Meet Police Auxiliary Officer Fiona Stewart. She joined the WA Police Force in 1978 when she was just 22 years old and has now been employed by the WA Police Force for 38 years.
Fiona first joined as a police staff member and was a typist at Criminal Records and Lecturing Branch. She was responsible for typing up the criminal histories of offenders on an old FACIT typewriter using carbon paper.
When she was 23, whilst employed as a typist with the WA Police Force, Fiona applied to be a police officer. She completed the entrance exams at the time and shortly after, received a letter stating that she was not suitable.
In 1983 Fiona moved to the Fremantle Criminal Investigations Branch as a typist and receptionist. While she was based in Fremantle, the Fremantle Prison Riots were happening and it was also during the arrest of the Birnies – the husband and wife duo who were responsible for murdering a number of women during the 1980’s. As there were very few female officers working out of Fremantle at the time, she was often called upon to perform searches of females.
Every morning, there was a briefing session in the office and Fiona was responsible for preparing morning tea for the detectives – a pot of black tea and coffee were prepared with biscuits, coffee and milk laid out on the table. Once ready, she would announce over the PA system “teas ready” and the detectives would pile in.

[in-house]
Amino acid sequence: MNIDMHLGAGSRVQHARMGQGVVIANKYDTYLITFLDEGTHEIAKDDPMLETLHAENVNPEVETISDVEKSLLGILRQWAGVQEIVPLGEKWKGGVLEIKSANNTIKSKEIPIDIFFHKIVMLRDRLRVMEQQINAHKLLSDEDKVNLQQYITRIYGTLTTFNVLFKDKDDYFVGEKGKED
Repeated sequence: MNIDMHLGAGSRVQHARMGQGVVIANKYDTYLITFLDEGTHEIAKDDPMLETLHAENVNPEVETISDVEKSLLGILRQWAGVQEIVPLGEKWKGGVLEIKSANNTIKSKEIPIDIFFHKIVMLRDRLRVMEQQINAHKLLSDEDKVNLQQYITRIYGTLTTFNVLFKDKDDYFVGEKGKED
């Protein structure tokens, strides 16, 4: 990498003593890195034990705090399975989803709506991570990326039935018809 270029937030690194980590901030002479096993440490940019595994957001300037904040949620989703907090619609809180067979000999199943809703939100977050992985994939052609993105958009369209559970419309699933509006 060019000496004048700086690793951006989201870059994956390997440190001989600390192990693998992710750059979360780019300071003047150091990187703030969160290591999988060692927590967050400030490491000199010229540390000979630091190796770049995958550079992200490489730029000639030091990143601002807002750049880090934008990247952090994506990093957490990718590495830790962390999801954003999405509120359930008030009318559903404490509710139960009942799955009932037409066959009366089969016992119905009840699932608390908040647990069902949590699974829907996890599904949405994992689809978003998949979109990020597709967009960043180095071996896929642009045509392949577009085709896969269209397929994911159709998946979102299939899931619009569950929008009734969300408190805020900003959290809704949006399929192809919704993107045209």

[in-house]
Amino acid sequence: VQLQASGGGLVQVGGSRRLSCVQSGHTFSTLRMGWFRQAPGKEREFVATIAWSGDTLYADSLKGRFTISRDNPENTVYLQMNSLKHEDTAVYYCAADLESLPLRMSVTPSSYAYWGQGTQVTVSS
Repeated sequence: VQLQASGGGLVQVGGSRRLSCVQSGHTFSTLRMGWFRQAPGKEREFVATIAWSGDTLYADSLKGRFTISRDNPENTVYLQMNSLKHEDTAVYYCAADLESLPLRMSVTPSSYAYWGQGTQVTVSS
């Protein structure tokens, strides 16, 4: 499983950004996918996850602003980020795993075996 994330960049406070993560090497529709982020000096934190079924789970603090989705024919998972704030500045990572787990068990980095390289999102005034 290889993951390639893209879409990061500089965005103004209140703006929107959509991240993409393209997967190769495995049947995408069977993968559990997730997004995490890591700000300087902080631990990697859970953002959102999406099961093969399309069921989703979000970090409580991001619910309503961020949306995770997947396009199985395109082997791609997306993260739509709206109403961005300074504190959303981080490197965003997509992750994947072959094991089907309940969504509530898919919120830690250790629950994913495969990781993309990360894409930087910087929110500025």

After spending seven years at Fremantle, she moved on to become the Data Entry Officer at Criminal Intelligence where one of her roles was to perform name and vehicle checks for the covert units. Her code name during that time was “Flick”.
She returned to Fremantle Police Station and was their Customer Service Officer for 19 years. It was there that she had her first female Officer-In-Charge – Lyn Crew. In fact, it was here that she had an all-female supervisory staff with Pauline O’Meagher as the Acting Administration Sergeant.
Fiona felt like she needed a change and in 2012 she became a Police Auxiliary Officer. Currently, at the age of 61 years, she has no plans to retire. Her advice to young females within the WA Police Force is to have a go and always pursue your dreams. She has a lot of memories associated with the WA Police Force, fortunately the majority of them are good.
Police Auxiliary Officer Fiona Stewart is the Interception Officer at the Special Operations Application Unit within State Intelligence.